Dark Reading is part of the Informa Tech Division of Informa PLC

This site is operated by a business or businesses owned by Informa PLC and all copyright resides with them.Informa PLC's registered office is 5 Howick Place, London SW1P 1WG. Registered in England and Wales. Number 8860726.

Application Security

8/13/2019
05:00 PM
Connect Directly
Twitter
LinkedIn
RSS
E-Mail
50%
50%

Orgs Doing More App Security Testing but Fixing Fewer Vulns

On average, US organizations took nearly five months to fix critical vulnerabilities according to WhiteHat Security's annual vulnerability report.

Enterprise organizations are scanning more applications for security vulnerabilities than ever before, but, troublingly, they are remediating fewer of their discoveries because of the sheer volume.

As it has for the past 13 years, WhiteHat Security recently analyzed data from the results of application security tests the company performed at customer locations last year.

The analysis showed that US organizations tested 20% more applications last year for security issues than they did in 2017. Yet they remediated barely half (50.7%) of all critical vulnerabilities discovered in their application software during dynamic application security tests (DAST) in 2018 and just 37% of the high severity flaws.

Despite higher awareness of application security issues, the vulnerability remediation rates last year were actually lower than those reported in 2017 (nearly 57% and 46%, respectively) — which, in turn, was lower than the prior year.

The overall average number of critical vulnerabilities per website was 3.2 — about the same as it has been in the past three years. Information technologies companies ironically had more than double that, at seven critical vulnerabilities per site. Others with an above-average number of critical vulnerabilities on their websites included organizations in the manufacturing sector, with 6.7, retail organizations (6.9) and mining (7).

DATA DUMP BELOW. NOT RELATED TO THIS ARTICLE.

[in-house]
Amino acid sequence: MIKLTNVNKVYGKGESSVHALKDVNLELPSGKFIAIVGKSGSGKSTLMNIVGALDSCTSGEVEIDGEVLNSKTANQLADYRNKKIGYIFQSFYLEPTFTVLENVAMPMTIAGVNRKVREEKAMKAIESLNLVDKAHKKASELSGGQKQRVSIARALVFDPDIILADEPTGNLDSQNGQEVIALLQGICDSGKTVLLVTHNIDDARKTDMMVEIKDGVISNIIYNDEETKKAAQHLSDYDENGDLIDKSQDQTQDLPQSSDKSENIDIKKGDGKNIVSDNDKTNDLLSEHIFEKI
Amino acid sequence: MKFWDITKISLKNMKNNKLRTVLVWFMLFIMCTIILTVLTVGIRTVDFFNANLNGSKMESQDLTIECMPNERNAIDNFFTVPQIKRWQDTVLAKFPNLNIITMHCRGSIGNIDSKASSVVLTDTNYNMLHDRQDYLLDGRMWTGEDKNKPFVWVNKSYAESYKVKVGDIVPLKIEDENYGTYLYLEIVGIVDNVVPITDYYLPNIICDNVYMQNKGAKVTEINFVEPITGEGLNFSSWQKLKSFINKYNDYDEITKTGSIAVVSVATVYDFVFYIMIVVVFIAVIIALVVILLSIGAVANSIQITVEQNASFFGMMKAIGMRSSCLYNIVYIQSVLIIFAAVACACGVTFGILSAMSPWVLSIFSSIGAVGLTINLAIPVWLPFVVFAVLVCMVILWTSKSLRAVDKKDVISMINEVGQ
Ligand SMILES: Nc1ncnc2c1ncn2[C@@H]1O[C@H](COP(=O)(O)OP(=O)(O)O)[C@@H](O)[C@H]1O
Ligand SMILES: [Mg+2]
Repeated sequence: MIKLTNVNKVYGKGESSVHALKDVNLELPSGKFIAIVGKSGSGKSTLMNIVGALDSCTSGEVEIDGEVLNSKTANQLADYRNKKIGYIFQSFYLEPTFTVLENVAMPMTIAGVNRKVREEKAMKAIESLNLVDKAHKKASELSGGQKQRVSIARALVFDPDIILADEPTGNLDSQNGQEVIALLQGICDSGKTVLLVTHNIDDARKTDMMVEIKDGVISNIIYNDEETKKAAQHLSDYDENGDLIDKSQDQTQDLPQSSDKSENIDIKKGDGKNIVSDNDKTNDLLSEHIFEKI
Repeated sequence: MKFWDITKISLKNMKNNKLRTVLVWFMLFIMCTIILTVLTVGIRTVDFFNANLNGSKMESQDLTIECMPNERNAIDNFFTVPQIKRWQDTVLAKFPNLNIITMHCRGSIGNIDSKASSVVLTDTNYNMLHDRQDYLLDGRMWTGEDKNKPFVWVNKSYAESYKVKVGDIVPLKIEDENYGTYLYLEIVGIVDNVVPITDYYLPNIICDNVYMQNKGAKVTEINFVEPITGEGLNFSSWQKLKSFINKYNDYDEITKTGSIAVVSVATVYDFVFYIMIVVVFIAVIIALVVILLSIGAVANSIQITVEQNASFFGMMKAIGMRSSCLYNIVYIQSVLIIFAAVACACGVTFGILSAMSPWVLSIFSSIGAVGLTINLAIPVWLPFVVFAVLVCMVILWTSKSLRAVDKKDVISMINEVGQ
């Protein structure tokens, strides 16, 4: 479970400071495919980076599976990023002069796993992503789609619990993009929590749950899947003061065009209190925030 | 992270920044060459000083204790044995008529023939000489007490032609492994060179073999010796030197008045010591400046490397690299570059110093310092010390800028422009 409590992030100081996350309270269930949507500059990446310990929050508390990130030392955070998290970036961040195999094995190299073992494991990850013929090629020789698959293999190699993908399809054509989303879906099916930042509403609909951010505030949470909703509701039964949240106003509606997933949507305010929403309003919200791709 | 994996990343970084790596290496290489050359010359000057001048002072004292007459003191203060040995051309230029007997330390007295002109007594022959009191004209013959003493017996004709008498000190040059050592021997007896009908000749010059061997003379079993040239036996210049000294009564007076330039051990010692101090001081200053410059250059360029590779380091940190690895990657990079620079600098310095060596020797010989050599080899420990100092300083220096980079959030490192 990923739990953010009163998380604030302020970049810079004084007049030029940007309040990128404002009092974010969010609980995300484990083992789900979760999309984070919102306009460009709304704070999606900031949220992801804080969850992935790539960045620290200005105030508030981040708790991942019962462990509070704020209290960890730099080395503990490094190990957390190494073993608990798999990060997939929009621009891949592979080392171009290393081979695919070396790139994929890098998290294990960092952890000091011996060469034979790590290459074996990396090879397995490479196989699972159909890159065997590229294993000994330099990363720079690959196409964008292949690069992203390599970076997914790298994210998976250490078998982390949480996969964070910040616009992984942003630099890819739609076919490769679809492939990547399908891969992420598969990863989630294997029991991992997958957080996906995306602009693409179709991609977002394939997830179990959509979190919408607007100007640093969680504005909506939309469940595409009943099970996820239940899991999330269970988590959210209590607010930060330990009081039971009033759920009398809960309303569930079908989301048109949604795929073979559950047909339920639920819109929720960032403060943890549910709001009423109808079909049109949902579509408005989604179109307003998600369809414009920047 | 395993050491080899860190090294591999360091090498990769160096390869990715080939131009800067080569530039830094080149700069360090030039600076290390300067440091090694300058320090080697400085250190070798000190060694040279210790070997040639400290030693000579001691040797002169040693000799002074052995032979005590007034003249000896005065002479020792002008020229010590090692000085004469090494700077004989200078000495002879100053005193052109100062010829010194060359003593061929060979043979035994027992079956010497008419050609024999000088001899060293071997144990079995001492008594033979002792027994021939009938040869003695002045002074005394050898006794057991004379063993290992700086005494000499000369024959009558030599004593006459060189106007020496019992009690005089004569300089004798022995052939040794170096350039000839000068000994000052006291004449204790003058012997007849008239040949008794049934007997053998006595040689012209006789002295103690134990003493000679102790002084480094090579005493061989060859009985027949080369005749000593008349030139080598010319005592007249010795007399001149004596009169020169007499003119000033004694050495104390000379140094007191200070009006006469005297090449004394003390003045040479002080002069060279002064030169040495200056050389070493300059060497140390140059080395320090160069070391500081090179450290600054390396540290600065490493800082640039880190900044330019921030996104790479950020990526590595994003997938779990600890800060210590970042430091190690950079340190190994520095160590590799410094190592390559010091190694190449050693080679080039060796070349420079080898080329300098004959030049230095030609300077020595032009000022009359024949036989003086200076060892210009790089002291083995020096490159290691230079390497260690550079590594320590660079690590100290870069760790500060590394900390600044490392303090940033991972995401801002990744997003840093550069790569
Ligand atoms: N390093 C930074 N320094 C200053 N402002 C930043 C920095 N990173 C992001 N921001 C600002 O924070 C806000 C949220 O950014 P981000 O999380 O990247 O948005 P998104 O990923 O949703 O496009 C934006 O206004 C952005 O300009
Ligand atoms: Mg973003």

On average, US organizations took nearly 149 days, or about five months, to fix critical vulnerabilities and some 235 days to fix the ones deemed of high importance. The window of exposure — or the length of time that an application has a serious vulnerability that can be exploited — was especially worrisome among organizations in the IT and retail sectors.  

WhiteHat's data showed that a startling 56.9% of applications in IT organizations and 55.4% of those at companies in the retail sector were always vulnerable to attack.

Suboptimal State
"The state of application security continues to be suboptimal," says Setu Kulkarni, vice president of corporate strategy at WhiteHat Security. "While this is not unexpected, it is surprising given that the number of applications and their criticality is increasing at an unprecedented rate."

Web application security has become a top concern for enterprise organizations. Many recent breaches have resulted from attackers exploiting security flaws in Web applications. A DevSecOps community study that Sonatype conducted earlier this year, in fact, showed that more than one in four organizations (26%) have already experienced a data breach because of a Web application security issue.

In many cases, Sonatype found that the breaches were tied to inherited vulnerabilities in open source and third-party components that software development organizations frequently use in their applications.

WhiteHat's study showed that such embeddable components were responsible for one-third of all discovered application security vulnerabilities last year. The biggest risk to organizations was from using unpatched third-party libraries, which increased 50% in number in just the past year.